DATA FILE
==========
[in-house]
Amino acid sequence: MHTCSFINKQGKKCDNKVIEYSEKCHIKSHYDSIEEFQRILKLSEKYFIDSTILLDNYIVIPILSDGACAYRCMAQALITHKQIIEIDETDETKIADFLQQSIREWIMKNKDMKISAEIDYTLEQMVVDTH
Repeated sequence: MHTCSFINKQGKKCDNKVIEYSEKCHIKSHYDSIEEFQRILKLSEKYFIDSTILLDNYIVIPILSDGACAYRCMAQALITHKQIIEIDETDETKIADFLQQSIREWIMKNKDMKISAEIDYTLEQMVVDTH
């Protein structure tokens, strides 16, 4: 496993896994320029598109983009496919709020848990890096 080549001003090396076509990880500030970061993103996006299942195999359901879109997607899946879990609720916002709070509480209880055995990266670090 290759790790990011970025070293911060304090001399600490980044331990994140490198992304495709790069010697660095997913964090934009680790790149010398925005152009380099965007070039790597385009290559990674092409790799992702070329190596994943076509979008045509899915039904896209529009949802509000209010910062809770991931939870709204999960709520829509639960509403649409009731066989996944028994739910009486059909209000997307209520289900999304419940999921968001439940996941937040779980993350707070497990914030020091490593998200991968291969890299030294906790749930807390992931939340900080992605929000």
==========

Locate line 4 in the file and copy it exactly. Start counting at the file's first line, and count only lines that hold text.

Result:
């Protein structure tokens, strides 16, 4: 496993896994320029598109983009496919709020848990890096 080549001003090396076509990880500030970061993103996006299942195999359901879109997607899946879990609720916002709070509480209880055995990266670090 290759790790990011970025070293911060304090001399600490980044331990994140490198992304495709790069010697660095997913964090934009680790790149010398925005152009380099965007070039790597385009290559990674092409790799992702070329190596994943076509979008045509899915039904896209529009949802509000209010910062809770991931939870709204999960709520829509639960509403649409009731066989996944028994739910009486059909209000997307209520289900999304419940999921968001439940996941937040779980993350707070497990914030020091490593998200991968291969890299030294906790749930807390992931939340900080992605929000």